Today is the birthday of the only person to run for, and win, the presidency four times: Franklin D. Roosevelt. Here’s a list of 10 facts about FDR— before he was elected President in 1932.
In the latest installment of our popular podcast series, National Constitution Center president Jeffrey Rosen answers your questions about constitutional conventions, creating new states and the rights of immigrants.
Lyle Denniston, the National Constitution Center’s adviser on constitutional literacy, looks at claims from an Alabama judge that harken back to the 1950s civil rights school desegregation decisions.
He was a war hero who led America out of a recession, won a war and re-election, defined modern election campaigns, and died at an assassin’s hand. So why don’t historians respect William McKinley?
On January 28, 1916, President Woodrow Wilson nominated the successful Boston attorney Louis Brandeis to the Supreme Court. Although Brandeis is a mostly revered figure today, his battle to get a seat at the Court was ugly and hard-fought
Lyle Denniston, the National Constitution Center adviser on constitutional literacy, looks at the challenging and complicated decision facing the Supreme Court about lethal injections and the Eighth Amendment.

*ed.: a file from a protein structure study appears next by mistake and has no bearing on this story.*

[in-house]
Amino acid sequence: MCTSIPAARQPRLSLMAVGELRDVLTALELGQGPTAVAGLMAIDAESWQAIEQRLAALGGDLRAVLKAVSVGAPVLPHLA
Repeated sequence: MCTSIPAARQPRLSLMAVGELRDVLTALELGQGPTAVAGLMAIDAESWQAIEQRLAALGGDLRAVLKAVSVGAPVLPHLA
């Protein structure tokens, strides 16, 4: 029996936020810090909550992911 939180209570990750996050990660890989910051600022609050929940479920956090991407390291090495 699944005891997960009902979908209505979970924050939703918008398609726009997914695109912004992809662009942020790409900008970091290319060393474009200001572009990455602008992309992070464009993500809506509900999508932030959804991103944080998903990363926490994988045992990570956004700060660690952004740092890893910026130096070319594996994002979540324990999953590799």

The Supreme Court’s move to rule on using lethal injections for capital punishment is the latest legal debate in a controversy that goes back to the Founding Fathers. But one Eighth Amendment issue rarely defined by the Court is the general method of executions.
On January 27, 1975, Senator Frank Church led a new Senate committee formed to investigate allegations of U.S. government spying on its own citizens. The committee’s report laid the groundwork for today’s controversy over NSA surveillance programs.
American TV viewers got to see part one of the History Channel’s mini-series about Samuel Adams and the Sons of Liberty on Sunday night, and true to its word, the series was more fiction than fact.
The new History Channel mini-series “Sons of Liberty” gives the Hollywood treatment to the revolutionary secret society. So were these freedom fighters brawling hunks, or just concerned patriots?